• discarding new information
  • resisting to change
  • claiming our mental models are a complete and valid representation of the reality

And that really doesn’t sound good for a BA does it?

But let’s be clear, there’s no value-based judgment about those competencies. You may not say that “curiosity to new information” is better than “discarding new information”. What you may say on the contrary is that:

  • different situations require different skills
  • complex and new situations are better addressed by the adaptative brain
  • situations faced by BAs are often complex and new.

That’s the reason why we need to keep up on the adaptative traits all the time, even in situations of stress.

And that is sometimes a tough challenge. Assess where we stand on those scales at any point, and have means to reactivate the prefrontal cortex competencies each time we need them (= more or less all the time).

Would you like to know how to do that?

IT projects: fear is everywhere

Several months ago I gave a training on emotional intelligence to a group of professional business analysts and testers. That was a very nice experience. For a lot of reasons. The setting was very nice to start with, and they were smart and experienced. There were also a lot of constructive interactions. But what I found most interesting was to try and open up smart people to the marvellous world of emotions, and to demonstrate how this was important to their daily job. Not sure I managed it fully though, but sure I initiated the thinking.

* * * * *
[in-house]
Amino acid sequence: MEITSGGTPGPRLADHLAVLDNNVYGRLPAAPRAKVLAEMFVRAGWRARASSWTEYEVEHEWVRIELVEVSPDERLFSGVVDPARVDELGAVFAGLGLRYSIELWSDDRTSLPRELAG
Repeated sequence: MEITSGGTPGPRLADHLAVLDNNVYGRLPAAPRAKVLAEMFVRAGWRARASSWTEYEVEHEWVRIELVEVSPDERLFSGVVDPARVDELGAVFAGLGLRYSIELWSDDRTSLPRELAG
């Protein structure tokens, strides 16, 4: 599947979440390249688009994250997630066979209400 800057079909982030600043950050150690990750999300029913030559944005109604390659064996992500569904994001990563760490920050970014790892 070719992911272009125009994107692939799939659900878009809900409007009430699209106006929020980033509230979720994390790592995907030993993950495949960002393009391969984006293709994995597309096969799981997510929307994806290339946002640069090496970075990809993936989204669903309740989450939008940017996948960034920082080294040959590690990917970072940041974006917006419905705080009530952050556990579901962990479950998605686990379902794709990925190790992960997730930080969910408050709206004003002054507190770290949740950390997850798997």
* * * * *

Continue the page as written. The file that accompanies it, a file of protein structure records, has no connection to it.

At the end of the training, we tried to map emotions and the standard phases of an IT project (regular waterfall approach, the point was not project management).

We came up with such a table, featuring basic emotions and phases.

CGB blog post fear

Nothing spectacular yet. We circulated an empty table to every participant with the instruction to evaluate, for his or her experience, what emotion was strongly felt during each phase. I collected the tables after some thinking time, and aggregated the replies.

What struck me was the number of people who had felt fear at various phases. It was really like the dominant emotion felt by project participants was FEAR.


This kept me busy for a number of months. I kept on interviewing business analysts, other project fellows, and the same conclusion was always coming back. Of course there’s sometimes anger and surprise, and the biggest joy of all when the death march is done and project is delivered… but still fear was there. Everybody mentioned it at some point.